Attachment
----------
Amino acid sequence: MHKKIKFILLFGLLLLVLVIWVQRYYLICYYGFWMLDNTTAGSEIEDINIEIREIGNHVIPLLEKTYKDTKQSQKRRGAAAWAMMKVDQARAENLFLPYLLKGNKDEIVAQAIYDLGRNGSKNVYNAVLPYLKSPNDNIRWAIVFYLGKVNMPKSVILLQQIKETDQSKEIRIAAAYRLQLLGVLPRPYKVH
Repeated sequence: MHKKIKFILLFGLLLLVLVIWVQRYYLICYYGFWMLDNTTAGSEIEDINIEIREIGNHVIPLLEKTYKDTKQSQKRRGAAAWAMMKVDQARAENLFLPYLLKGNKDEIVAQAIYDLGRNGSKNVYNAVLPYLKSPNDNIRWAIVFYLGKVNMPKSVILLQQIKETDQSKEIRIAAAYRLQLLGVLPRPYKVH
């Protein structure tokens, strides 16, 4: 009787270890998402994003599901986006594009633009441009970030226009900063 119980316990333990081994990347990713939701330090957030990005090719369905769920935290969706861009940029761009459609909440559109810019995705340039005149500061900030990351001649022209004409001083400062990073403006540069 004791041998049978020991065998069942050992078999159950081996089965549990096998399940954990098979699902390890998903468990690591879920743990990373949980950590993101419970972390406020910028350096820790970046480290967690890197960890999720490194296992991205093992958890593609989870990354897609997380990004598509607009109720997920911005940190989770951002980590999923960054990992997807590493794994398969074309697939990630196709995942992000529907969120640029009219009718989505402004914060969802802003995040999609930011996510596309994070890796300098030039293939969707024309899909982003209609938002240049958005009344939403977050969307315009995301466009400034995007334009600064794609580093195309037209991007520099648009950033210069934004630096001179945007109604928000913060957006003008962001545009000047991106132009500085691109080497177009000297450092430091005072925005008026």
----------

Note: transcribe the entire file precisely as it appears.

Amino acid sequence: MHKKIKFILLFGLLLLVLVIWVQRYYLICYYGFWMLDNTTAGSEIEDINIEIREIGNHVIPLLEKTYKDTKQSQKRRGAAAWAMMKVDQARAENLFLPYLLKGNKDEIVAQAIYDLGRNGSKNVYNAVLPYLKSPNDNIRWAIVFYLGKVNMPKSVILLQQIKETDQSKEIRIAAAYRLQLLGVLPRPYKVH
Repeated sequence: MHKKIKFILLFGLLLLVLVIWVQRYYLICYYGFWMLDNTTAGSEIEDINIEIREIGNHVIPLLEKTYKDTKQSQKRRGAAAWAMMKVDQARAENLFLPYLLKGNKDEIVAQAIYDLGRNGSKNVYNAVLPYLKSPNDNIRWAIVFYLGKVNMPKSVILLQQIKETDQSKEIRIAAAYRLQLLGVLPRPYKVH
């Protein structure tokens, strides 16, 4: 009787270890998402994003599901986006594009633009441009970030226009900063 119980316990333990081994990347990713939701330090957030990005090719369905769920935290969706861009940029761009459609909440559109810019995705340039005149500061900030990351001649022209004409001083400062990073403006540069 004791041998049978020991065998069942050992078999159950081996089965549990096998399940954990098979699902390890998903468990690591879920743990990373949980950590993101419970972390406020910028350096820790970046480290967690890197960890999720490194296992991205093992958890593609989870990354897609997380990004598509607009109720997920911005940190989770951002980590999923960054990992997807590493794994398969074309697939990630196709995942992000529907969120640029009219009718989505402004914060969802802003995040999609930011996510596309994070890796300098030039293939969707024309899909982003209609938002240049958005009344939403977050969307315009995301466009400034995007334009600064794609580093195309037209991007520099648009950033210069934004630096001179945007109604928000913060957006003008962001545009000047991106132009500085691109080497177009000297450092430091005072925005008026």